Of a different variety: the return of The Cathouse

Jan 21, 2015 at 5:40 pm
Of a different variety: the return of The Cathouse

Every city has that spot — maybe a house, maybe a warehouse — where music and art just kind of happen, like a nexus for creativity that seems to occur organically. In the past, that’s been the Lava House, The Chestnut House, or the 540 — spaces that kind of bristle with energy — where anything seems possible, and anything might happen. Nestled quietly on northern Preston just south of Broadway, The Cathouse is poised to be that place. Again.

Just a few years ago, The Cathouse served as an occasional art-punk space, the sort of pop-up platform for shows that gave it an air of unpredictability. The walls were covered in graffiti and the temperature was kept cool to help keep everything affordable. According to past and present tenant/housekeeper William Benton, “I came upon the building in 2007 or 2008, I think. I wanted to buy it but couldn’t at the time. Then, some time passed and it came up for rent and we began to have the occasional show there. Lucky Pineapple practiced and shot our music video for “Moment On an Empty Street” there. When I joined Phantom Family Halo we did a little recording there. So I’ve had a strange history with the place and, with it, an obsessive love. It feels as close to home as I can ever get.”

He continues, explaining that during his absence, “Brad from The Teeth had some shows there when he rented it so that legacy continued a bit following my departure.” As to the name, well, Benton jokes, “The building itself once — how should we say? — facilitated the world’s oldest profession. It was a cathouse of a different variety. Past that, I am a cat owner and it’s not completely lost on me that it is also the name of the legendary hair metal venue in Los Angeles. Watch ‘Decline of Western Civilization 2: The Metal Years’ for an education.”

A longtime music veteran, with a resume that includes Bodyhammer, Bonnie Prince Billy and the aforementioned Lucky Pineapple and Phantom Family Halo to name a few, Benton knows a thing or two about music, art and the scene that surrounds both. But Louisville can feel like a small town at times, and after some bumps in the road, Benton moved to NYC for a bit, serving time there first with Phantom Family Halo and later the talented Shilpa Ray. Still it wasn’t long before he felt the pull to return to his longtime home. “It was a strange and wonderful sequence of events, mishaps and opportunities,” he says. “Most importantly, the landlord told me that a buyer had fallen through and that The Cathouse was available again. I had said that it would be the reason worth coming back for and that statement came back to haunt me in a good way.”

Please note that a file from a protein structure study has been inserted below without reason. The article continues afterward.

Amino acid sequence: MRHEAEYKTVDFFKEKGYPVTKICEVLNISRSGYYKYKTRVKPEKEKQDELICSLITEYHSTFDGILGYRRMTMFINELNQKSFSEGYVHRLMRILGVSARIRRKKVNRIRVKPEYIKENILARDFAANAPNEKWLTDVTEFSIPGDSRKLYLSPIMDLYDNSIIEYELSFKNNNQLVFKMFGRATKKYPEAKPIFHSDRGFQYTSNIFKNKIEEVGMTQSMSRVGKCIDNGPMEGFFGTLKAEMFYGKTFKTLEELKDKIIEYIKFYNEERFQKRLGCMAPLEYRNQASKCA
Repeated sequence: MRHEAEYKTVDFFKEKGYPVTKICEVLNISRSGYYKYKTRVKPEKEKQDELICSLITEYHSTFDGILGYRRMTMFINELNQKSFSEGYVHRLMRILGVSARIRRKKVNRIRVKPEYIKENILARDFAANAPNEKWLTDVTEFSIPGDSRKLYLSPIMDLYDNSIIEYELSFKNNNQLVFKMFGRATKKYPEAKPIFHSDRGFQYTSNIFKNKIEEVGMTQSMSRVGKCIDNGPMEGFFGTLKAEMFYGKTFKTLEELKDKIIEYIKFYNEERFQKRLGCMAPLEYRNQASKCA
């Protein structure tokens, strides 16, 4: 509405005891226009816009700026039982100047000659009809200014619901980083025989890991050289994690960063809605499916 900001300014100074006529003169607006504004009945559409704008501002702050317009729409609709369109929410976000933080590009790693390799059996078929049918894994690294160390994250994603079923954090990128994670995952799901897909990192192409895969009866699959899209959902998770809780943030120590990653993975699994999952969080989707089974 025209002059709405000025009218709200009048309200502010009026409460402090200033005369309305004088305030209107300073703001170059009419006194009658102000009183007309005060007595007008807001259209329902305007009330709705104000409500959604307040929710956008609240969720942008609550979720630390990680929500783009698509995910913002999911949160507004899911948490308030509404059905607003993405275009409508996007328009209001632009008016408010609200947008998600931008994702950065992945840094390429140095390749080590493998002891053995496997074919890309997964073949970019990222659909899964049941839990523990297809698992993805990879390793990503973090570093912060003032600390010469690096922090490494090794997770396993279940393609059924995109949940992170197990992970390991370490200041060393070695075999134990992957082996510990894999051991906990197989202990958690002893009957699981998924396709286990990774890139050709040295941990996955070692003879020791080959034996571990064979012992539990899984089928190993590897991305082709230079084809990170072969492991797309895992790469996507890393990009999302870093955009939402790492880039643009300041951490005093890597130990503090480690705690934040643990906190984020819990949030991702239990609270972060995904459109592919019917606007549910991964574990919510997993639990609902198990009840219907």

Benton adds: “The opportunity to return to The Cathouse arrived during a lull in activity. I was feeling a lot of frustrations over the general culture around music in New York: the expense, the constant preoccupation with words that creep me out. Image. Marketing. That stuff. There wasn’t and isn’t much going on that was interesting or inspiring to me. A more superstitious fellow might see that The Cathouse opening up when it did was meant to be. I have a wonderful and talented girlfriend who acts and sings and she was feeling the same about it all, too, so I was happy that she wanted to join me on the adventure. We were overjoyed to make the move and to be able to afford a place where we can rehearse, perform and such.”